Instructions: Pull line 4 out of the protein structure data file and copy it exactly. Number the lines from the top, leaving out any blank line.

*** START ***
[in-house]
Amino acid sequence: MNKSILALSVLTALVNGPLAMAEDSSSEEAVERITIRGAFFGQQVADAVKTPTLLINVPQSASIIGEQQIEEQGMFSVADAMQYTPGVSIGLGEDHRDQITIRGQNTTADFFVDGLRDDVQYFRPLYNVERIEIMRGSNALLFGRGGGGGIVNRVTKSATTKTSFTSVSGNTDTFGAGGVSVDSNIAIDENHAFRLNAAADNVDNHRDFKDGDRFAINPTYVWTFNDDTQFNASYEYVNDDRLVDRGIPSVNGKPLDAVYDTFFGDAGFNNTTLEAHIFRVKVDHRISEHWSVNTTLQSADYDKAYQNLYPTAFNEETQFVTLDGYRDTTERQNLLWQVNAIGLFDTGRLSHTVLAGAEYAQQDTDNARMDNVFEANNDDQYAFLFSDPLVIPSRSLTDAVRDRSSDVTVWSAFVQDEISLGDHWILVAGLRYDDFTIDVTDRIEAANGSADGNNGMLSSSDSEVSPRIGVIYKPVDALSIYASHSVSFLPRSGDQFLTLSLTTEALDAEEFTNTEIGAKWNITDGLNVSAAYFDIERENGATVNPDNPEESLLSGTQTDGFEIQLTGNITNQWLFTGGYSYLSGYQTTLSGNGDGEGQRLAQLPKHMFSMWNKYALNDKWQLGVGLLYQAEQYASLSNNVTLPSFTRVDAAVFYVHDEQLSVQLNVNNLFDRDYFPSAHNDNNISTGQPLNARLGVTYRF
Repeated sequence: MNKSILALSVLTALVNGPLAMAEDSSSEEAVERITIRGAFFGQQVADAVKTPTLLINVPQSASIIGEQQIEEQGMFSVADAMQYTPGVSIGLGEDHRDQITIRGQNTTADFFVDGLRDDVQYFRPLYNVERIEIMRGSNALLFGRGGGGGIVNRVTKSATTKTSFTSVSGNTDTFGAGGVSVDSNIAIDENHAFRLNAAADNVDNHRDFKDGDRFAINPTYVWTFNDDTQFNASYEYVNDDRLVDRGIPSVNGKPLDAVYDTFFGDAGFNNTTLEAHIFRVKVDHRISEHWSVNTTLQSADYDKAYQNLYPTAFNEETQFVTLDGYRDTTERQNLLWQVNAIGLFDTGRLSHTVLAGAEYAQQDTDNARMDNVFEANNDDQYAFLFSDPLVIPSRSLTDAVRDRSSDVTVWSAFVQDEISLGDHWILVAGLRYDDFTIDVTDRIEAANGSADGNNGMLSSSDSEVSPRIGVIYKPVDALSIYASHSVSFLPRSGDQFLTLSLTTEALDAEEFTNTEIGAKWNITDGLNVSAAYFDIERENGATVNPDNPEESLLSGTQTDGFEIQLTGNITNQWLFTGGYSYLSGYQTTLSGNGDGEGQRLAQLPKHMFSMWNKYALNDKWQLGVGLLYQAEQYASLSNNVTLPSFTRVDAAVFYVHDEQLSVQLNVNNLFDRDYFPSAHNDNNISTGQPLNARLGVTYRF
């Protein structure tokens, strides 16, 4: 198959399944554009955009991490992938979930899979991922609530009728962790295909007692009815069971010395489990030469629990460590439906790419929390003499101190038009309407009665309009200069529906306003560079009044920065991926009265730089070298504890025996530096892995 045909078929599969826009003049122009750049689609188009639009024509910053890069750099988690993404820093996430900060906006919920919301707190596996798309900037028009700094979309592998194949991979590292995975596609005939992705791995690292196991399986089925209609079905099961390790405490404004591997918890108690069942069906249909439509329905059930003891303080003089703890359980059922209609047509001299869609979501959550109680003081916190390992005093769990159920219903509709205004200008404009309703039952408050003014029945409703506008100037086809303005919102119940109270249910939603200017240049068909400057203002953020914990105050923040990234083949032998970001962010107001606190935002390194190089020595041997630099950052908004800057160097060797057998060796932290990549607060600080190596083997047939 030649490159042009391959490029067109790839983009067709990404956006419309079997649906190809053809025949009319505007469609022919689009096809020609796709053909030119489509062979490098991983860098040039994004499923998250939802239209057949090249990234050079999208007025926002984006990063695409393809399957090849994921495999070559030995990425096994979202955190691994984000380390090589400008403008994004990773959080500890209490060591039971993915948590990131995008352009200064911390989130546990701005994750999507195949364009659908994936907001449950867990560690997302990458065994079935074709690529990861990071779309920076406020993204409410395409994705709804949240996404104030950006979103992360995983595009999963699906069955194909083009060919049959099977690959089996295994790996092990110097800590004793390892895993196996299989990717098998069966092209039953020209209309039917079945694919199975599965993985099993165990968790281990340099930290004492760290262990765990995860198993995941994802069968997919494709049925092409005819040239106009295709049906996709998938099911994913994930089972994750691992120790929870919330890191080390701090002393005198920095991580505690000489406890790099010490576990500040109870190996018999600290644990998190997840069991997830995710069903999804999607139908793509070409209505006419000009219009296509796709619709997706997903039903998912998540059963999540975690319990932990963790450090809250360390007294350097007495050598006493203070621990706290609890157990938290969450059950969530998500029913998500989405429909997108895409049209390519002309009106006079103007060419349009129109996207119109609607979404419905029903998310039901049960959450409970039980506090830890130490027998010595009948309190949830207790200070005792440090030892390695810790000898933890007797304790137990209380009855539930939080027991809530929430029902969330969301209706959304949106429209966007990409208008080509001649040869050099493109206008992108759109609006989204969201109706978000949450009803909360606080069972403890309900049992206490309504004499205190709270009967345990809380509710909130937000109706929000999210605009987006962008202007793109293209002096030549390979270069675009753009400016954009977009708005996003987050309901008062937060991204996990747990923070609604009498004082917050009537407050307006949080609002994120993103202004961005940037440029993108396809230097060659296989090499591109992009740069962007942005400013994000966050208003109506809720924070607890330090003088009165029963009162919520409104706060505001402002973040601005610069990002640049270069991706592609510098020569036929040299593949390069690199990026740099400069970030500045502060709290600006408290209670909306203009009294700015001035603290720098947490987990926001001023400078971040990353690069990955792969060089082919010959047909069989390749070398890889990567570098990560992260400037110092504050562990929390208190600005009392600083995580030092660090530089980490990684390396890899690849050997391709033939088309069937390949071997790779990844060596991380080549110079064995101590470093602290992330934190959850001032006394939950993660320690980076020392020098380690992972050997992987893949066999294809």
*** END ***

């Protein structure tokens, strides 16, 4: 198959399944554009955009991490992938979930899979991922609530009728962790295909007692009815069971010395489990030469629990460590439906790419929390003499101190038009309407009665309009200069529906306003560079009044920065991926009265730089070298504890025996530096892995 045909078929599969826009003049122009750049689609188009639009024509910053890069750099988690993404820093996430900060906006919920919301707190596996798309900037028009700094979309592998194949991979590292995975596609005939992705791995690292196991399986089925209609079905099961390790405490404004591997918890108690069942069906249909439509329905059930003891303080003089703890359980059922209609047509001299869609979501959550109680003081916190390992005093769990159920219903509709205004200008404009309703039952408050003014029945409703506008100037086809303005919102119940109270249910939603200017240049068909400057203002953020914990105050923040990234083949032998970001962010107001606190935002390194190089020595041997630099950052908004800057160097060797057998060796932290990549607060600080190596083997047939 030649490159042009391959490029067109790839983009067709990404956006419309079997649906190809053809025949009319505007469609022919689009096809020609796709053909030119489509062979490098991983860098040039994004499923998250939802239209057949090249990234050079999208007025926002984006990063695409393809399957090849994921495999070559030995990425096994979202955190691994984000380390090589400008403008994004990773959080500890209490060591039971993915948590990131995008352009200064911390989130546990701005994750999507195949364009659908994936907001449950867990560690997302990458065994079935074709690529990861990071779309920076406020993204409410395409994705709804949240996404104030950006979103992360995983595009999963699906069955194909083009060919049959099977690959089996295994790996092990110097800590004793390892895993196996299989990717098998069966092209039953020209209309039917079945694919199975599965993985099993165990968790281990340099930290004492760290262990765990995860198993995941994802069968997919494709049925092409005819040239106009295709049906996709998938099911994913994930089972994750691992120790929870919330890191080390701090002393005198920095991580505690000489406890790099010490576990500040109870190996018999600290644990998190997840069991997830995710069903999804999607139908793509070409209505006419000009219009296509796709619709997706997903039903998912998540059963999540975690319990932990963790450090809250360390007294350097007495050598006493203070621990706290609890157990938290969450059950969530998500029913998500989405429909997108895409049209390519002309009106006079103007060419349009129109996207119109609607979404419905029903998310039901049960959450409970039980506090830890130490027998010595009948309190949830207790200070005792440090030892390695810790000898933890007797304790137990209380009855539930939080027991809530929430029902969330969301209706959304949106429209966007990409208008080509001649040869050099493109206008992108759109609006989204969201109706978000949450009803909360606080069972403890309900049992206490309504004499205190709270009967345990809380509710909130937000109706929000999210605009987006962008202007793109293209002096030549390979270069675009753009400016954009977009708005996003987050309901008062937060991204996990747990923070609604009498004082917050009537407050307006949080609002994120993103202004961005940037440029993108396809230097060659296989090499591109992009740069962007942005400013994000966050208003109506809720924070607890330090003088009165029963009162919520409104706060505001402002973040601005610069990002640049270069991706592609510098020569036929040299593949390069690199990026740099400069970030500045502060709290600006408290209670909306203009009294700015001035603290720098947490987990926001001023400078971040990353690069990955792969060089082919010959047909069989390749070398890889990567570098990560992260400037110092504050562990929390208190600005009392600083995580030092660090530089980490990684390396890899690849050997391709033939088309069937390949071997790779990844060596991380080549110079064995101590470093602290992330934190959850001032006394939950993660320690980076020392020098380690992972050997992987893949066999294809």